Payment for order flow also received a lot of scrutiny during this period. Individual investors began questioning whether off-exchange market makers were deliberately inflating the bid-ask spread. And once again, no unusual activity was discovered by the SEC’s investigation.

In fact, many market makers were struggling to match buy and sell orders since there was a very limited supply of the latter. And consequently, a large portion of orders sent through the payment for order flow transaction model were simply passed on to exchanges by market makers. The chart below shows the volume of GameStop shares processed by exchanges (green and red) and market markers (blue) during January.

Distribution of dollar volumes by exchanges and market makers in GameStop shares
Source: Staff Report on Equity and Options Market Structure Conditions in Early 2021

Will the GameStop short squeeze lead to new regulations?

The report’s conclusion began questioning the ability of the markets to remain efficient during this unprecedented time. The SEC specifically highlighted the GameStop short squeeze situation as an opportunity to investigate the current market structure. And whether additional considerations need to be made to protect investors from misinformation.

Some of these proposals include shortening the settlement time to reduce risk at clearing houses. And, in turn, lower the cash requirements of brokers so that trading restrictions are less likely to occur. It also suggested that more transparency is needed for off-exchange market makers and improved reporting standards regarding short sales.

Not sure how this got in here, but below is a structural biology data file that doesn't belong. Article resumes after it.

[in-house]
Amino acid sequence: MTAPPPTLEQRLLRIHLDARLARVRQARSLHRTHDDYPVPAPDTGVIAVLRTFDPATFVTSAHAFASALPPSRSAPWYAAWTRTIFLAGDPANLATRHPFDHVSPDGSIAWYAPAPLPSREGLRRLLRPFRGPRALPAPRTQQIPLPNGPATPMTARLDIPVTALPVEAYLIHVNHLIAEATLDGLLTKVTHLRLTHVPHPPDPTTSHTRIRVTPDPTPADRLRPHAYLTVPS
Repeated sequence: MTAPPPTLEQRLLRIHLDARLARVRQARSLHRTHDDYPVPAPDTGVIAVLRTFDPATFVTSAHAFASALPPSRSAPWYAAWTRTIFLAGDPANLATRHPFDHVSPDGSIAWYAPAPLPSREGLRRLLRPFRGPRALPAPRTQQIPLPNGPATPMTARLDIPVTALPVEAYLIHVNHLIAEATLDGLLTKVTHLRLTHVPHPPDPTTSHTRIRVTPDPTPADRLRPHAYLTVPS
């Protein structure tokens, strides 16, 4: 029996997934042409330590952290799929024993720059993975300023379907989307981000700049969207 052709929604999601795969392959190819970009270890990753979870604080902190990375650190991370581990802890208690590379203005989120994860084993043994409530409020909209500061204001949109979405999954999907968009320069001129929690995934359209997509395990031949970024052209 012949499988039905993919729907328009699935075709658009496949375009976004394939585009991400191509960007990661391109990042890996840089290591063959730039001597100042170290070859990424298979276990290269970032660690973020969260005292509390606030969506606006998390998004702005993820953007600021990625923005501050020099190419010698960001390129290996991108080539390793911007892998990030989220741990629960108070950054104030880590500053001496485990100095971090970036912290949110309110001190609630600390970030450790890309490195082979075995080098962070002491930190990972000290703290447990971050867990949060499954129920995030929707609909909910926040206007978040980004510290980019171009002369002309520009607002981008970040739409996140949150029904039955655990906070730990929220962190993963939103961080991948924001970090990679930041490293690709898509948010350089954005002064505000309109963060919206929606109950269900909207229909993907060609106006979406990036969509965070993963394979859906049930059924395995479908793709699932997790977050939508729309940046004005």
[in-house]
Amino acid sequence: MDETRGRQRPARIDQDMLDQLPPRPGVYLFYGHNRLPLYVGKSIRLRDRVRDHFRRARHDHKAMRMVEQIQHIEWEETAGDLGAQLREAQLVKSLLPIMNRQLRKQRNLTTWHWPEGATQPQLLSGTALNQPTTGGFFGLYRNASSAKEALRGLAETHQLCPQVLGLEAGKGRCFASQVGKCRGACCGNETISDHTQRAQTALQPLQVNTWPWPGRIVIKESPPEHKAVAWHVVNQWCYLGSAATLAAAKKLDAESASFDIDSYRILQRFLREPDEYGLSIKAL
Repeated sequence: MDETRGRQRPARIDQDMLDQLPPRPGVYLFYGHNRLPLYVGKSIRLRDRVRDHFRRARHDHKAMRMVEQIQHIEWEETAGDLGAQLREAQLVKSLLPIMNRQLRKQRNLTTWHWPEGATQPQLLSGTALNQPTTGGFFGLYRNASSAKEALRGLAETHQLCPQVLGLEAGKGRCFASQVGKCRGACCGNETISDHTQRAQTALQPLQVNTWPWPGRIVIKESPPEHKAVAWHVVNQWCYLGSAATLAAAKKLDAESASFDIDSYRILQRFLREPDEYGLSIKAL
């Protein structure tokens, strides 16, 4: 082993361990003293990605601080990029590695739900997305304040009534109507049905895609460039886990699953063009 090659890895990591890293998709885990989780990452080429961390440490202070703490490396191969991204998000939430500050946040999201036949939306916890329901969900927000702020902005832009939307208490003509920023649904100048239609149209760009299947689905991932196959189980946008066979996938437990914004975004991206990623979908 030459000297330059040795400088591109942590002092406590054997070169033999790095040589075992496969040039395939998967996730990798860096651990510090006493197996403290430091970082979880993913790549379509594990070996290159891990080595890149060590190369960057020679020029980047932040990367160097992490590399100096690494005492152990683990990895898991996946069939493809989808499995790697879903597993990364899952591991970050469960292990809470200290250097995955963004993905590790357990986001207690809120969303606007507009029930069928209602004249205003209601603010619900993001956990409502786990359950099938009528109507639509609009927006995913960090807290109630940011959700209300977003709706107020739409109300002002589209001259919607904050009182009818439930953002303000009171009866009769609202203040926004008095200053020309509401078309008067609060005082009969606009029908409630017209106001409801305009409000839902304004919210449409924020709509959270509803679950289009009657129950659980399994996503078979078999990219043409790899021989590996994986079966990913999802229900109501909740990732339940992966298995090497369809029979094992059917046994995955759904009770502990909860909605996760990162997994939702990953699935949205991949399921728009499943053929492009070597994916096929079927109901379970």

Lastly, the SEC also addressed the gamification of investing on platforms like Robinhood. This positive feedback loop ultimately encourages investors to trade more frequently, allowing larger profits to be generated through the Payment for Order Flow model. Thus, exacerbating the conflict of interest even further.

None of these points has been turned into new regulations as of yet. However, the chairman of the SEC, Gary Gensler, has been recently pushing for similar reform. Personally, I think the new regulatory proposals are pretty reasonable. Why? Because I believe the increased transparency and understanding will allow individual investors to make more informed decisions.

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Zaven Boyrazian does not own shares in any of the companies mentioned. The Money Cog has published an investment report on Robinhood Markets. Views expressed on the companies and assets mentioned in this article are those of the writer and therefore may differ from the opinions of analysts in The Money Cog Premium services.